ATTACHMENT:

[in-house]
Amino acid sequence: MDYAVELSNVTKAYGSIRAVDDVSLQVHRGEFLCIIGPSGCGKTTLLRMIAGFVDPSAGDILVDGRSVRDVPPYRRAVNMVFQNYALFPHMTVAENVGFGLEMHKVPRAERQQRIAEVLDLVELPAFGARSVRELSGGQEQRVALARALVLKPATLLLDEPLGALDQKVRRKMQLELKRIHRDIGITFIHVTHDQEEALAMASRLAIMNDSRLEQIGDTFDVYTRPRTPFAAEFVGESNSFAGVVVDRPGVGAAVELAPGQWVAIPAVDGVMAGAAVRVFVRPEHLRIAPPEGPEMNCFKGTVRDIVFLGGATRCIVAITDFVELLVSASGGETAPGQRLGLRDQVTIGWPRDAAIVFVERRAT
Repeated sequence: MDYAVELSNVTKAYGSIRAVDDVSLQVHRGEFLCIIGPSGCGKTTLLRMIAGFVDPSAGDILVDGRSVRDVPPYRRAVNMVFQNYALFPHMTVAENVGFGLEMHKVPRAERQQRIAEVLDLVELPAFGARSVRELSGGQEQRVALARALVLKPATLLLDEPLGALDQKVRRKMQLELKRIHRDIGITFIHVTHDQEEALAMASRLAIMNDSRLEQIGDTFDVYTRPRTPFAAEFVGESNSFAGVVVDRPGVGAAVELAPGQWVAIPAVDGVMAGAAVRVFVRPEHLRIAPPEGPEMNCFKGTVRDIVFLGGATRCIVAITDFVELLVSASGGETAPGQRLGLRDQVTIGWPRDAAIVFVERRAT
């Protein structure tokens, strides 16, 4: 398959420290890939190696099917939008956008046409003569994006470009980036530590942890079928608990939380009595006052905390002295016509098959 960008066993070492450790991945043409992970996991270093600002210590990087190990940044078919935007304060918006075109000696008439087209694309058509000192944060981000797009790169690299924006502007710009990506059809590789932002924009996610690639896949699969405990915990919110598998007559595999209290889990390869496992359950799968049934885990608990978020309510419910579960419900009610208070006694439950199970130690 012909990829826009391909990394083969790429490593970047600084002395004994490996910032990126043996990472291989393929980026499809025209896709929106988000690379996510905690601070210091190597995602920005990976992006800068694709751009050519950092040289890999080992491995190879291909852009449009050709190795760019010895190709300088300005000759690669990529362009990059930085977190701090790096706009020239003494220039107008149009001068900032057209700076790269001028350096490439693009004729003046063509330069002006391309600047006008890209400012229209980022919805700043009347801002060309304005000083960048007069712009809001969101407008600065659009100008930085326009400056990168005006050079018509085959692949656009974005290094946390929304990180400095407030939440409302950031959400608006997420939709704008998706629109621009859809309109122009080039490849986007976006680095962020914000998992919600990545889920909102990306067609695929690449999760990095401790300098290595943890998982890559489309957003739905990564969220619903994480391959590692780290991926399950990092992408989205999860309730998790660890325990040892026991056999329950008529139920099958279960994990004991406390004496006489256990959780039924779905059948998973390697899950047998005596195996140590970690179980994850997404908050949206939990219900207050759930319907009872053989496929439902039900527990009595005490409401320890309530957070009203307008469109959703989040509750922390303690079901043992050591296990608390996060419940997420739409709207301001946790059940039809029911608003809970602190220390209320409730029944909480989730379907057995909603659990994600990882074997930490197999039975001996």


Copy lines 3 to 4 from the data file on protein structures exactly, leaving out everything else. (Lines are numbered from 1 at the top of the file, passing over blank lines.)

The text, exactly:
Repeated sequence: MDYAVELSNVTKAYGSIRAVDDVSLQVHRGEFLCIIGPSGCGKTTLLRMIAGFVDPSAGDILVDGRSVRDVPPYRRAVNMVFQNYALFPHMTVAENVGFGLEMHKVPRAERQQRIAEVLDLVELPAFGARSVRELSGGQEQRVALARALVLKPATLLLDEPLGALDQKVRRKMQLELKRIHRDIGITFIHVTHDQEEALAMASRLAIMNDSRLEQIGDTFDVYTRPRTPFAAEFVGESNSFAGVVVDRPGVGAAVELAPGQWVAIPAVDGVMAGAAVRVFVRPEHLRIAPPEGPEMNCFKGTVRDIVFLGGATRCIVAITDFVELLVSASGGETAPGQRLGLRDQVTIGWPRDAAIVFVERRAT
């Protein structure tokens, strides 16, 4: 398959420290890939190696099917939008956008046409003569994006470009980036530590942890079928608990939380009595006052905390002295016509098959 960008066993070492450790991945043409992970996991270093600002210590990087190990940044078919935007304060918006075109000696008439087209694309058509000192944060981000797009790169690299924006502007710009990506059809590789932002924009996610690639896949699969405990915990919110598998007559595999209290889990390869496992359950799968049934885990608990978020309510419910579960419900009610208070006694439950199970130690 012909990829826009391909990394083969790429490593970047600084002395004994490996910032990126043996990472291989393929980026499809025209896709929106988000690379996510905690601070210091190597995602920005990976992006800068694709751009050519950092040289890999080992491995190879291909852009449009050709190795760019010895190709300088300005000759690669990529362009990059930085977190701090790096706009020239003494220039107008149009001068900032057209700076790269001028350096490439693009004729003046063509330069002006391309600047006008890209400012229209980022919805700043009347801002060309304005000083960048007069712009809001969101407008600065659009100008930085326009400056990168005006050079018509085959692949656009974005290094946390929304990180400095407030939440409302950031959400608006997420939709704008998706629109621009859809309109122009080039490849986007976006680095962020914000998992919600990545889920909102990306067609695929690449999760990095401790300098290595943890998982890559489309957003739905990564969220619903994480391959590692780290991926399950990092992408989205999860309730998790660890325990040892026991056999329950008529139920099958279960994990004991406390004496006489256990959780039924779905059948998973390697899950047998005596195996140590970690179980994850997404908050949206939990219900207050759930319907009872053989496929439902039900527990009595005490409401320890309530957070009203307008469109959703989040509750922390303690079901043992050591296990608390996060419940997420739409709207301001946790059940039809029911608003809970602190220390209320409730029944909480989730379907057995909603659990994600990882074997930490197999039975001996």